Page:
Monday, September 24, 2012


The Boss is Montessori educated. Every so often, bits of the methodology will come home either through the the weekly newsletter, the monthly magazine, or a parent education evening. Only what I deem directly relevant to me and my family, at that moment in time, sticks to my gray matter.

Here's relevant for you: Maria Montessori's careful study tells us that children begin to eschew parental attachment in favor of peer interaction at a certain age (around 6 or 7). What I’ve learned for myself is that the estrangement is not one-sided. 

I’ve relied on my daughter’s dependency for the first six years of her life. She put me in context. I was The Boss's mother because that's what she needed me to be. Now that she is exhibiting the first signs of social self-sufficiency, I’ve taken it, on some level, as permission for a subtle shift in my own identity. I'm still heavy on the mom thing--and I always will be--but the psychic weight of the first few years of motherhood is lessening. There's more room for me.

It’s hard-won but it’s bittersweet. We are learning together what it means to exist on our own. The difficulty comes in reconciling our two distinct lives with the connection and understanding we both still need.

I know I won't be The Boss's favorite person in the world for much longer. Kids just don't develop that way. But I'm realizing something. Being the best was easy when I was the only one in the game. The Boss's world is expanding now, and soon it will be as big as the globe. I owe it to her find my own place and to do the hard work necessary to become the person she was biologically predisposed to believe I always was.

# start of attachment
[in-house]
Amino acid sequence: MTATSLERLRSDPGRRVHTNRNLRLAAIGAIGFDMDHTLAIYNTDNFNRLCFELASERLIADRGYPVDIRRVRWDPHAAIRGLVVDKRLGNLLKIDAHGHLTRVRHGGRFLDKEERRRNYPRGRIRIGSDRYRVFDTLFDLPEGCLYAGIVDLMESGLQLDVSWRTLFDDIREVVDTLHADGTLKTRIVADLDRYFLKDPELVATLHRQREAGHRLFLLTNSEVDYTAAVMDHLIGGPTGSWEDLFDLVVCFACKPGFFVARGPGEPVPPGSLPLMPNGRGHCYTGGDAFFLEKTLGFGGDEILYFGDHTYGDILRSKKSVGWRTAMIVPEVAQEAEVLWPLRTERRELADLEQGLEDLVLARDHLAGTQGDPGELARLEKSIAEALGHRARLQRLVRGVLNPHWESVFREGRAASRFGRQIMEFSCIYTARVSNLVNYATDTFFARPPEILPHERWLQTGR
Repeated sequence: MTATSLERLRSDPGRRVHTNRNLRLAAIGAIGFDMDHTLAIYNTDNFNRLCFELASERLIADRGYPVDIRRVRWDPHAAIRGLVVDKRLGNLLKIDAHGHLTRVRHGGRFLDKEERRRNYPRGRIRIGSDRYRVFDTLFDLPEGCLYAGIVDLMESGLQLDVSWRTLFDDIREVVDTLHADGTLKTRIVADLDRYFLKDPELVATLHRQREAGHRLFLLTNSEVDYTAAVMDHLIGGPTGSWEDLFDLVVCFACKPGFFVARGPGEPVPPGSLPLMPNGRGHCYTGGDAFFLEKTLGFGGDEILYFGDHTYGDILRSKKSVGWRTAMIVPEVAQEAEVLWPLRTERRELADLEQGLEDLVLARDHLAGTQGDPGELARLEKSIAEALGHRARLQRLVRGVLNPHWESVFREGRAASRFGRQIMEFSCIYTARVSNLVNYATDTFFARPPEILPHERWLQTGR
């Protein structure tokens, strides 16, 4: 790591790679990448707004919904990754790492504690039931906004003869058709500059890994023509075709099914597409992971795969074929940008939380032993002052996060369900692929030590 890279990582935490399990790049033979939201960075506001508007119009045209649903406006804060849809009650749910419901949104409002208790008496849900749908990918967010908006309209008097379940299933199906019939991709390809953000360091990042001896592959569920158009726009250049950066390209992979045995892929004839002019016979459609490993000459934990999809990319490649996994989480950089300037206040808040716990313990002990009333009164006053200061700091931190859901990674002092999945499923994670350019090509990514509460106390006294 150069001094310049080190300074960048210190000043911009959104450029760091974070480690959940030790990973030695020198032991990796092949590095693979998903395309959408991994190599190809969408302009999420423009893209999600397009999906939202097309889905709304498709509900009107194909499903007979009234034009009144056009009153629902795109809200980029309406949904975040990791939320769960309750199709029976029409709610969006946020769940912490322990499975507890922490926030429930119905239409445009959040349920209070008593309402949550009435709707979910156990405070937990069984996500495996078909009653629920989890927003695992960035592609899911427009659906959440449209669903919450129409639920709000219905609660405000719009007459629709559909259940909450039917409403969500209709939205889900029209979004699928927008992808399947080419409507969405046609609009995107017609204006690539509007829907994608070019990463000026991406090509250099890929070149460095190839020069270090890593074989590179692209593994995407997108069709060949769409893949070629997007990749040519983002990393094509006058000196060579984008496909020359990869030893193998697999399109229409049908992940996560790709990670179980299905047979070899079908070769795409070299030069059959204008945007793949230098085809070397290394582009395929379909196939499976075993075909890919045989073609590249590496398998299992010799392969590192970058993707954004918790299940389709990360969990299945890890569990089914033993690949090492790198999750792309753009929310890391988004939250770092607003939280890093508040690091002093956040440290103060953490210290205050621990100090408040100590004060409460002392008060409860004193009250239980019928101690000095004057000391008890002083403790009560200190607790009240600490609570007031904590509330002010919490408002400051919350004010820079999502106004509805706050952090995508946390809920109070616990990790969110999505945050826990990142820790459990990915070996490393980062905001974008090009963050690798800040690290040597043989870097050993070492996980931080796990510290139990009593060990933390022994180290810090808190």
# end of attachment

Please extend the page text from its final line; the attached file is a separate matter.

Thursday, September 20, 2012

Ode to the Crows Upon My Mid-life Crisis

I have crow's feet now. They weren't there when I started this blog. I don't know exactly when they showed up, those subtle footprints of age, but I know when I noticed. It was Tuesday.

Since then, I've been scouring the Internet and store shelves for eye serum to fill in the "fine lines and wrinkles." I've been staring in the mirror, watching the tiny claws dig deeper with each manufactured smile. Maybe I laugh too much. Or maybe I only noticed the lines in the first place because I haven't been laughing enough.

The birds, though: I've attuned to the them for awhile, those harbingers of doom and death. I've seen them on the wires and wondered what's coming. But omens are subtler than that. Crows don't denote imminent destruction--not usually, not in real life. They're a reminder only that it's always in the wings.